Saturday, September 26, 2009

Right-field fence seemed to spook Lester

Postgame comments from Red Sox manager Terry Francona did quite a bit to alleviate the concern about the right knee of Jon Lester, the knee struck by a line drive off the bat of Melky Cabrera on Friday night.

"When it first happened, it looked terrible," Francona said. "It sounded terrible. He was in a lot of pain. But I think it caught enough meat or muscle where it wasn't a direct blow on that bone. He got X-rays, and they came back clean. From talking to Dr. (Larry) Ronan and our trainers, he might be right on turn -- and the fact that we're even talking about that is good news."

It remains to be seen, of course, how Lester feels in the morning. But the lefty professed a strong desire to avoid skipping a start before the playoffs -- "Regardless of how many simulated games or bullpens you throw, it doesn't give the full effect of seeing live hitters," he said -- and expects to pitch against the Blue Jays back at Fenway Park this week.

If that's the case, then, we can move onto the next pressing issue: Something about pitching at Yankee Stadium has spooked Lester.

Yankee Stadium has spooked many pitchers this season. Something about the way the ballpark was constructed has turned right field into a conveyor belt for home runs. Dustin Pedroia, for example, had never hit an opposite-field home run in his life, at any level, before he did so at Yankee Stadium. Far more home runs have landed in the right-field seats than the left-field seats, something you seldom see given the preponderance of righties swinging the bats:

(It's the complete opposite, as you can imagine, at Fenway Park. Thanks to HitTrackerOnline for the charts.)

Lester, as a lefty, has a built-in advantage pitching at Yankee Stadium. The switch-hitters in the Yankees' lineup -- Melky Cabrera, Jorge Posada, Nick Swisher and Mark Teixeira -- all have to turn around and hit righthanded against him, and that makes it far more difficult to take aim at the Little League dimensions out in right field.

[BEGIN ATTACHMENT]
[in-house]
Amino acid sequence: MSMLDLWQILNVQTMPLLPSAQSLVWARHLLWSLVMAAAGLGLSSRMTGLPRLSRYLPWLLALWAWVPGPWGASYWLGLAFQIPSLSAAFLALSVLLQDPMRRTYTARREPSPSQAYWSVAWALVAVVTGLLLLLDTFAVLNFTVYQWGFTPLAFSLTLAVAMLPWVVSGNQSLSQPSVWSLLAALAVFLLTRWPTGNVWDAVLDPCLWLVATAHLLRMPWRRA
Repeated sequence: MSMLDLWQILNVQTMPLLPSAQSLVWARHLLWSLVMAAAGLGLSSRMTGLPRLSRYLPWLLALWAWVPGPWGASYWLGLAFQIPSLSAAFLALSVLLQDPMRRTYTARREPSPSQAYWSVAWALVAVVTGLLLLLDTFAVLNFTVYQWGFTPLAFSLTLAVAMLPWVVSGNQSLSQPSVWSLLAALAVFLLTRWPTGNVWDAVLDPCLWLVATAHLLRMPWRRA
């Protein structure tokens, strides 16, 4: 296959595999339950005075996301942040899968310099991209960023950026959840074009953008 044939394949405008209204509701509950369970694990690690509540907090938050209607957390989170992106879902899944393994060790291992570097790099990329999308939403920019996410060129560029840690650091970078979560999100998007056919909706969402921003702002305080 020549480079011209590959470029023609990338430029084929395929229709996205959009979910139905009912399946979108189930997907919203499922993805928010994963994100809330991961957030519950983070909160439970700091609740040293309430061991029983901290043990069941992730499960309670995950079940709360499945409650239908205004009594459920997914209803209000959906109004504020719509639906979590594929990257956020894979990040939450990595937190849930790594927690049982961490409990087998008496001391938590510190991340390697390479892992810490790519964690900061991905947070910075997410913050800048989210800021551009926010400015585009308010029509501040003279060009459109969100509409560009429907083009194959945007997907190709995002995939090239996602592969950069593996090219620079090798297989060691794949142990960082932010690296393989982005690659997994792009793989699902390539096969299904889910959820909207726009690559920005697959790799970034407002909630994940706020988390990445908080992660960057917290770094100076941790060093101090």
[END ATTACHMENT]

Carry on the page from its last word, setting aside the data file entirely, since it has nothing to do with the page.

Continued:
Lester had surrendered three home runs in his first two starts at The House That Scott Brosius Built, but two of those home runs went to left-center field rather than right field. The homer-happy right-field corner hadn't seemed to be a problem for him against either righties or lefties. He'd done well to pitch away from the ballpark, to prevent lefties from pulling the ball or righties from taking a crack at going the other way.

He took the strategy to an extreme on Friday, though, and it came back to bite him.

In Lester's up-and-down first inning against the Yankees, 29 of the 30 pitches he threw were on the left-field side of the plate. Throwing to that half of the plate -- inside to righties and outside to lefties -- made it difficult for anyone to take a shot at the right-field fence, and no one really did.

"We were trying to go in a lot (on righties)," he said. "We've done that before."

But because he also tried to go away a lot against lefties, too, it made his sequence totally predictable. The Yankees could eliminate half the strike zone and adapt their swings accordingly.

Here's what the first inning on Friday looked like:

Compare that to his first inning at Yankee Stadium on Aug. 9:

Not much changed the rest of the way. Here's his strike-zone chart for the entire game, once again from the perspective of the catcher:

And here's his strike-zone chart from Aug. 9:

(Pitch charts once again come from

Lester began to mix and match in the second inning but reverted to old habits in the fateful third inning that saw him surrender four runs and take a line drive off the knee. He actually threw a pretty decent pitch to Alex Rodriguez, but with the outer half of the plate a non-factor, Rodriguez had a pretty good idea he was going to see something on the inside corner. He turned on a fastball on the inside corner and at the knees and ripped it into the second deck in left field.

"Alex hit a good pitch, down and in," Lester said. "He was obviously looking in, and he turned on it and didn't miss it. That's the way it goes."

That might the way it goes, anyway. But it seems like Lester gave Rodriguez no choice but to look for something on the inside half. A veteran hitter wouldn't miss a pattern that obvious.

Should Lester have a chance to pitch at Yankee Stadium again in Game 1 or Game 2 of the ALCS, it'll be interesting to see if he tries the same strategy or if he mixes it up just a little bit.

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